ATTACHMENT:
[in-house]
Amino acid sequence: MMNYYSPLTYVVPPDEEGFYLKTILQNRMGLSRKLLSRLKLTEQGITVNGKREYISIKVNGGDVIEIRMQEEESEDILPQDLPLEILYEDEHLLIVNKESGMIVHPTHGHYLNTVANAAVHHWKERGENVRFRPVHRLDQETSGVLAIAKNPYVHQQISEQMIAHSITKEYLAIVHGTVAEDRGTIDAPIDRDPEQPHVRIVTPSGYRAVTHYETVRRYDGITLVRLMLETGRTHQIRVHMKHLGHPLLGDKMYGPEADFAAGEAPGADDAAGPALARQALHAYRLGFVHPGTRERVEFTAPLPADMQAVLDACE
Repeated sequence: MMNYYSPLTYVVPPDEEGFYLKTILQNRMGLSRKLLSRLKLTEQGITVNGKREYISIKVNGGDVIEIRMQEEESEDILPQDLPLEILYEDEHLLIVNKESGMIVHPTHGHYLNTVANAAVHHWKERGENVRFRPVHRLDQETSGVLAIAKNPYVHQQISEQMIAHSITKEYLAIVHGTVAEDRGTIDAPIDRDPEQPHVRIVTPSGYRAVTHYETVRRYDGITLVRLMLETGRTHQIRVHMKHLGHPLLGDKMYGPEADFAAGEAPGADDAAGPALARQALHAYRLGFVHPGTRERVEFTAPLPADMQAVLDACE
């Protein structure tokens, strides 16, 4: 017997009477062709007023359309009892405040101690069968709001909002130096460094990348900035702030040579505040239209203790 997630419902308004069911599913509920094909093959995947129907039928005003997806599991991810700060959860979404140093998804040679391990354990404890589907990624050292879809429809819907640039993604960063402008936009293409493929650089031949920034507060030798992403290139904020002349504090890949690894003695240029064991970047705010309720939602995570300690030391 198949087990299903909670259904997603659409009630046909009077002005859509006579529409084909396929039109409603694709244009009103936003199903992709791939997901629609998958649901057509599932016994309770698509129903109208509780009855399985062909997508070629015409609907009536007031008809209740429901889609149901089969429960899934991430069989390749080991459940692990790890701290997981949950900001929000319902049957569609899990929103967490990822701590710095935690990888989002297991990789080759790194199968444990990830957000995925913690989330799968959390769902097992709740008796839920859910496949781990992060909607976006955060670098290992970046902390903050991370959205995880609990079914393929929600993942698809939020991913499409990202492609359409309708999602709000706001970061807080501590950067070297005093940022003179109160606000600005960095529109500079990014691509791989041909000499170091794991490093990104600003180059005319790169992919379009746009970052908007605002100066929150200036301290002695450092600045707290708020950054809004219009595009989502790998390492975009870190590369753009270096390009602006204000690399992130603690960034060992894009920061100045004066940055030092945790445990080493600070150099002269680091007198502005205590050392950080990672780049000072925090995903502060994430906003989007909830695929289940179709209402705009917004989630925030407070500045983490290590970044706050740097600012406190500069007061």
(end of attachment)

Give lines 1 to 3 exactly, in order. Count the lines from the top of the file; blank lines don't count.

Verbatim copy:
[in-house]
Amino acid sequence: MMNYYSPLTYVVPPDEEGFYLKTILQNRMGLSRKLLSRLKLTEQGITVNGKREYISIKVNGGDVIEIRMQEEESEDILPQDLPLEILYEDEHLLIVNKESGMIVHPTHGHYLNTVANAAVHHWKERGENVRFRPVHRLDQETSGVLAIAKNPYVHQQISEQMIAHSITKEYLAIVHGTVAEDRGTIDAPIDRDPEQPHVRIVTPSGYRAVTHYETVRRYDGITLVRLMLETGRTHQIRVHMKHLGHPLLGDKMYGPEADFAAGEAPGADDAAGPALARQALHAYRLGFVHPGTRERVEFTAPLPADMQAVLDACE
Repeated sequence: MMNYYSPLTYVVPPDEEGFYLKTILQNRMGLSRKLLSRLKLTEQGITVNGKREYISIKVNGGDVIEIRMQEEESEDILPQDLPLEILYEDEHLLIVNKESGMIVHPTHGHYLNTVANAAVHHWKERGENVRFRPVHRLDQETSGVLAIAKNPYVHQQISEQMIAHSITKEYLAIVHGTVAEDRGTIDAPIDRDPEQPHVRIVTPSGYRAVTHYETVRRYDGITLVRLMLETGRTHQIRVHMKHLGHPLLGDKMYGPEADFAAGEAPGADDAAGPALARQALHAYRLGFVHPGTRERVEFTAPLPADMQAVLDACE